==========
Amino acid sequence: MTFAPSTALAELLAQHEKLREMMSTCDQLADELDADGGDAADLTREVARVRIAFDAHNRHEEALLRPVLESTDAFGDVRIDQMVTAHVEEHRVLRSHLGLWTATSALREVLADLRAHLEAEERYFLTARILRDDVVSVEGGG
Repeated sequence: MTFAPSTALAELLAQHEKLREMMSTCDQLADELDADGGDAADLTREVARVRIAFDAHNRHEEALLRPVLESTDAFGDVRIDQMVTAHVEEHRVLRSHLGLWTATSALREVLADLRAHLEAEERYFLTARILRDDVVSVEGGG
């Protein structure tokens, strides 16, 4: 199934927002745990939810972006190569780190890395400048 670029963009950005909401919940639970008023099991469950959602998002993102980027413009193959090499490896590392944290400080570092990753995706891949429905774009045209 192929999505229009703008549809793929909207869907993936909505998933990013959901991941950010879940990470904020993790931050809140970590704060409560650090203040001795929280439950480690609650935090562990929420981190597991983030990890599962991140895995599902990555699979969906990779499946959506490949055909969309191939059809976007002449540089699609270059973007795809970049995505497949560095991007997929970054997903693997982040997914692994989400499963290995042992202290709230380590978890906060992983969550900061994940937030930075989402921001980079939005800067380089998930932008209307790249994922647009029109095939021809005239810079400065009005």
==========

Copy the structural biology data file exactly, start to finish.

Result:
Amino acid sequence: MTFAPSTALAELLAQHEKLREMMSTCDQLADELDADGGDAADLTREVARVRIAFDAHNRHEEALLRPVLESTDAFGDVRIDQMVTAHVEEHRVLRSHLGLWTATSALREVLADLRAHLEAEERYFLTARILRDDVVSVEGGG
Repeated sequence: MTFAPSTALAELLAQHEKLREMMSTCDQLADELDADGGDAADLTREVARVRIAFDAHNRHEEALLRPVLESTDAFGDVRIDQMVTAHVEEHRVLRSHLGLWTATSALREVLADLRAHLEAEERYFLTARILRDDVVSVEGGG
């Protein structure tokens, strides 16, 4: 199934927002745990939810972006190569780190890395400048 670029963009950005909401919940639970008023099991469950959602998002993102980027413009193959090499490896590392944290400080570092990753995706891949429905774009045209 192929999505229009703008549809793929909207869907993936909505998933990013959901991941950010879940990470904020993790931050809140970590704060409560650090203040001795929280439950480690609650935090562990929420981190597991983030990890599962991140895995599902990555699979969906990779499946959506490949055909969309191939059809976007002449540089699609270059973007795809970049995505497949560095991007997929970054997903693997982040997914692994989400499963290995042992202290709230380590978890906060992983969550900061994940937030930075989402921001980079939005800067380089998930932008209307790249994922647009029109095939021809005239810079400065009005």